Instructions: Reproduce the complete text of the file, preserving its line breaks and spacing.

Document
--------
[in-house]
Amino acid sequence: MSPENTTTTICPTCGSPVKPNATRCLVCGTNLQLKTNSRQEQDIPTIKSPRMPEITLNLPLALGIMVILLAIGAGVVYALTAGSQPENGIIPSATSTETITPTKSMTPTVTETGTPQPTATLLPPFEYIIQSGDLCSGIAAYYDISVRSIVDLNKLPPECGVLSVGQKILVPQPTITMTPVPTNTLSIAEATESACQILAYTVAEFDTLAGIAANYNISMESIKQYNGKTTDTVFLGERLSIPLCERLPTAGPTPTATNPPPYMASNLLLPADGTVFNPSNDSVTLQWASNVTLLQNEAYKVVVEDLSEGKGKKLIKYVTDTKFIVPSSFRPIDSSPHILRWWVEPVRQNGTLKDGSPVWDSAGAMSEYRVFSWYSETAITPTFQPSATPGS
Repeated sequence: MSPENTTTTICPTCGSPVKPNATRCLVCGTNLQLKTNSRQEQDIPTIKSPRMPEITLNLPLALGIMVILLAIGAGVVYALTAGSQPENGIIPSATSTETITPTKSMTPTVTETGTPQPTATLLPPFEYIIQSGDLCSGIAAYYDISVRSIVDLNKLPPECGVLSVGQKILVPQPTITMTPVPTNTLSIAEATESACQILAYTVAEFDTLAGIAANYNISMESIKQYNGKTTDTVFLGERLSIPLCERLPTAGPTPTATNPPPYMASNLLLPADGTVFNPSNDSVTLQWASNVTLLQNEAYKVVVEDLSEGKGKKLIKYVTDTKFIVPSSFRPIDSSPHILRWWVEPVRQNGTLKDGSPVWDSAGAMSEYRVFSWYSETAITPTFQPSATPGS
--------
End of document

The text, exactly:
[in-house]
Amino acid sequence: MSPENTTTTICPTCGSPVKPNATRCLVCGTNLQLKTNSRQEQDIPTIKSPRMPEITLNLPLALGIMVILLAIGAGVVYALTAGSQPENGIIPSATSTETITPTKSMTPTVTETGTPQPTATLLPPFEYIIQSGDLCSGIAAYYDISVRSIVDLNKLPPECGVLSVGQKILVPQPTITMTPVPTNTLSIAEATESACQILAYTVAEFDTLAGIAANYNISMESIKQYNGKTTDTVFLGERLSIPLCERLPTAGPTPTATNPPPYMASNLLLPADGTVFNPSNDSVTLQWASNVTLLQNEAYKVVVEDLSEGKGKKLIKYVTDTKFIVPSSFRPIDSSPHILRWWVEPVRQNGTLKDGSPVWDSAGAMSEYRVFSWYSETAITPTFQPSATPGS
Repeated sequence: MSPENTTTTICPTCGSPVKPNATRCLVCGTNLQLKTNSRQEQDIPTIKSPRMPEITLNLPLALGIMVILLAIGAGVVYALTAGSQPENGIIPSATSTETITPTKSMTPTVTETGTPQPTATLLPPFEYIIQSGDLCSGIAAYYDISVRSIVDLNKLPPECGVLSVGQKILVPQPTITMTPVPTNTLSIAEATESACQILAYTVAEFDTLAGIAANYNISMESIKQYNGKTTDTVFLGERLSIPLCERLPTAGPTPTATNPPPYMASNLLLPADGTVFNPSNDSVTLQWASNVTLLQNEAYKVVVEDLSEGKGKKLIKYVTDTKFIVPSSFRPIDSSPHILRWWVEPVRQNGTLKDGSPVWDSAGAMSEYRVFSWYSETAITPTFQPSATPGS